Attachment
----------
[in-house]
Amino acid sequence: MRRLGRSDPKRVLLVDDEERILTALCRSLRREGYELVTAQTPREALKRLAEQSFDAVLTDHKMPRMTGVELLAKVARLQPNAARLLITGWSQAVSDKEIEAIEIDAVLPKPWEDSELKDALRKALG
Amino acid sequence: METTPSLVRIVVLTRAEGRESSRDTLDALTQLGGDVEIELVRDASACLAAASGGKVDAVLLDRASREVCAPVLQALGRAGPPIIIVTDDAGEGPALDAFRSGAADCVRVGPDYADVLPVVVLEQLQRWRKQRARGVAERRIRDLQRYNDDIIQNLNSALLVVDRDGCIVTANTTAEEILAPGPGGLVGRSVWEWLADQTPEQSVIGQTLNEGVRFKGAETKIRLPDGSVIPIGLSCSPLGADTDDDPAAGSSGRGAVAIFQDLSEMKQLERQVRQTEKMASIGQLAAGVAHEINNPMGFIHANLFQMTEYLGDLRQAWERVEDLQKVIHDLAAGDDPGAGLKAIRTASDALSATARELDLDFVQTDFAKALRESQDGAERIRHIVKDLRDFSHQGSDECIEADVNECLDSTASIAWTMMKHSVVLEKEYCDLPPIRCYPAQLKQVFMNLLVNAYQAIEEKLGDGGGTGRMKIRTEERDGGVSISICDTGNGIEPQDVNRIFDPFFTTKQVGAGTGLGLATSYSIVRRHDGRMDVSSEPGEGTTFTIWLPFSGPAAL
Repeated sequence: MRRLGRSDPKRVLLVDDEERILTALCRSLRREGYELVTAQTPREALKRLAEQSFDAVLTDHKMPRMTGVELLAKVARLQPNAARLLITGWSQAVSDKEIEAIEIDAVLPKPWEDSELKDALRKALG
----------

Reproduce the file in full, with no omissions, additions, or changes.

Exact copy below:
[in-house]
Amino acid sequence: MRRLGRSDPKRVLLVDDEERILTALCRSLRREGYELVTAQTPREALKRLAEQSFDAVLTDHKMPRMTGVELLAKVARLQPNAARLLITGWSQAVSDKEIEAIEIDAVLPKPWEDSELKDALRKALG
Amino acid sequence: METTPSLVRIVVLTRAEGRESSRDTLDALTQLGGDVEIELVRDASACLAAASGGKVDAVLLDRASREVCAPVLQALGRAGPPIIIVTDDAGEGPALDAFRSGAADCVRVGPDYADVLPVVVLEQLQRWRKQRARGVAERRIRDLQRYNDDIIQNLNSALLVVDRDGCIVTANTTAEEILAPGPGGLVGRSVWEWLADQTPEQSVIGQTLNEGVRFKGAETKIRLPDGSVIPIGLSCSPLGADTDDDPAAGSSGRGAVAIFQDLSEMKQLERQVRQTEKMASIGQLAAGVAHEINNPMGFIHANLFQMTEYLGDLRQAWERVEDLQKVIHDLAAGDDPGAGLKAIRTASDALSATARELDLDFVQTDFAKALRESQDGAERIRHIVKDLRDFSHQGSDECIEADVNECLDSTASIAWTMMKHSVVLEKEYCDLPPIRCYPAQLKQVFMNLLVNAYQAIEEKLGDGGGTGRMKIRTEERDGGVSISICDTGNGIEPQDVNRIFDPFFTTKQVGAGTGLGLATSYSIVRRHDGRMDVSSEPGEGTTFTIWLPFSGPAAL
Repeated sequence: MRRLGRSDPKRVLLVDDEERILTALCRSLRREGYELVTAQTPREALKRLAEQSFDAVLTDHKMPRMTGVELLAKVARLQPNAARLLITGWSQAVSDKEIEAIEIDAVLPKPWEDSELKDALRKALG